Next, we generated test waveforms like square waves and sawtooths in the CPU. We sent the digital data out through a D-to-A, and displayed that on the scope. Then we closed the loop through another pair of converters, so we could display both the generated and processed waveforms.
We did similar tests with the angle encoders and discrete I/O lines. A handful of toggle switches and LEDs were enough to do the job. The whole process took about a daty. Then we could turn the hardware back over to the hardware guys with confidence that the whole thing wasn't going to smoke the first time we ran it.
In this case, we didn't find a single problem in the hardware. The designer may have been new to digital systems, but he sure got it right.
In the end, this system ran, right out of the box. It was delivered on time and budget, and it outperformed the specs by a factor of two.
The 80486 project
After being spoiled by the facilities of the 68332 project, the next one was somewhat of a letdown. This time, we were back, at least initially, to the hardware guy/software guy sort of mentality. It was a pretty big project, and I was building only two or three “apps” in the system. By the time I arrived on the scene, lots of decisions had already been made. These included the choice of the processor, the I/O devices, the C language, the development tools, and the RTOS. So, for that matter, was the program architecture. There were a lot of I/O signals, mostly analog, so the architecture was designed around a input buffer array that cycled through the A-to-D channels in a specific order. The job of our apps was to read the data at the proper time, process it, and send the results out again. Some of the data went back out to devices again, but most just went to graphic and numeric displays.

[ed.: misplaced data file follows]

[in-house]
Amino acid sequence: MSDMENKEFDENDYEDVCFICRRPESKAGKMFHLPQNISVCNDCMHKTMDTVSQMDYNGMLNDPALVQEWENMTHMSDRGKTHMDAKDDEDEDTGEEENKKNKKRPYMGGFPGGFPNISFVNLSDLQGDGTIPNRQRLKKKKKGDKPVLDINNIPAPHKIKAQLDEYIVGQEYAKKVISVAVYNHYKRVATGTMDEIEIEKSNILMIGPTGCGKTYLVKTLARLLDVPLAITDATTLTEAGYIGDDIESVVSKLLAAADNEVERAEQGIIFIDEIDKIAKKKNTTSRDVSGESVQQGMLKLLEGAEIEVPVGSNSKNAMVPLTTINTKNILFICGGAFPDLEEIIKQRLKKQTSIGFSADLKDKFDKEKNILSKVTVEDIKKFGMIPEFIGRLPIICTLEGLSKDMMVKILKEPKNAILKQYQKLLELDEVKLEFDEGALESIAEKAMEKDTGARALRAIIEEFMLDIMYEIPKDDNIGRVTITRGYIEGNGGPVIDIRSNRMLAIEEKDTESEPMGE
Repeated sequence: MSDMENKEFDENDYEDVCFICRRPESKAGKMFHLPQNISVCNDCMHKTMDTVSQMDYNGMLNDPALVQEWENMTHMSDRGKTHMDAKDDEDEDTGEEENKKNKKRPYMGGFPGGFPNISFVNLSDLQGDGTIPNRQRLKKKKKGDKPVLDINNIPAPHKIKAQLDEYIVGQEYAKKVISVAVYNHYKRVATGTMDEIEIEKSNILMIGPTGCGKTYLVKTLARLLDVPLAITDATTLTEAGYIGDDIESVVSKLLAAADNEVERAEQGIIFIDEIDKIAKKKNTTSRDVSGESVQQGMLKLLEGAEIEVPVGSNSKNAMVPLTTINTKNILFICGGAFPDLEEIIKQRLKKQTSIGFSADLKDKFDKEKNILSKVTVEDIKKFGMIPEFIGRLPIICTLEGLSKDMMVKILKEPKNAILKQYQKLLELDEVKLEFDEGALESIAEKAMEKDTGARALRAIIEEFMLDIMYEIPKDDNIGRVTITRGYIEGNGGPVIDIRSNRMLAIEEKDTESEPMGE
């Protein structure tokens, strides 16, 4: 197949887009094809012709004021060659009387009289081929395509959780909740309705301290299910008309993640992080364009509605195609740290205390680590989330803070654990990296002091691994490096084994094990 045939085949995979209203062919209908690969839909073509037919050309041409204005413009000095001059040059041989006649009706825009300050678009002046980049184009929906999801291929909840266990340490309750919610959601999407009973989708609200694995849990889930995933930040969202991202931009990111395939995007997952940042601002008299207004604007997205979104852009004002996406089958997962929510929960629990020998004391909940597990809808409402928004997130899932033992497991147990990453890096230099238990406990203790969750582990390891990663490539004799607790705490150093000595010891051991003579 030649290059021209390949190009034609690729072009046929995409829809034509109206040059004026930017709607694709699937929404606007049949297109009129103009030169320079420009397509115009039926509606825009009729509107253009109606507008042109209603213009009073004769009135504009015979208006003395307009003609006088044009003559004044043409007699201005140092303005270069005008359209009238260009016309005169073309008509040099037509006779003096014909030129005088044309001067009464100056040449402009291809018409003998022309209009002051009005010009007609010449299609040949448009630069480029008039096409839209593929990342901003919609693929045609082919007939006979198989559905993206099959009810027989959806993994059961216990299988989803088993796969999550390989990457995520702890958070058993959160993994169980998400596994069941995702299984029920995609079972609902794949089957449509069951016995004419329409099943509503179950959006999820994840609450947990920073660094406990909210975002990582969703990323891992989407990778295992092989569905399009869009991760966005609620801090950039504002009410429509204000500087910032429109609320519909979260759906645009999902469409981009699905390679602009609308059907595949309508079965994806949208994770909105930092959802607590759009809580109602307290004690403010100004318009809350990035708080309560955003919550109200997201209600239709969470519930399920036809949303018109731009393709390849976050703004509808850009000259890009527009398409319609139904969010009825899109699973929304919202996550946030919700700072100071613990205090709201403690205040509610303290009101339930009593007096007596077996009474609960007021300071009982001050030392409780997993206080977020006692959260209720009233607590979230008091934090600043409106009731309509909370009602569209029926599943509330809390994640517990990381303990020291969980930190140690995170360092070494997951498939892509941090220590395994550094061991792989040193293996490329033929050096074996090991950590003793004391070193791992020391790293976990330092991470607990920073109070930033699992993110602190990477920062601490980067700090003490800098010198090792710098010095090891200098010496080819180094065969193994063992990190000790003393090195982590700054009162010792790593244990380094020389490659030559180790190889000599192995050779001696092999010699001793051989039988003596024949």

Originally, we had planned to use an industrial-quality C compiler designed for real-time, embedded applications. But for preliminary development, we agreed to use the Microsoft C compiler. In time, however, the “preliminary” part morphed into “forever.”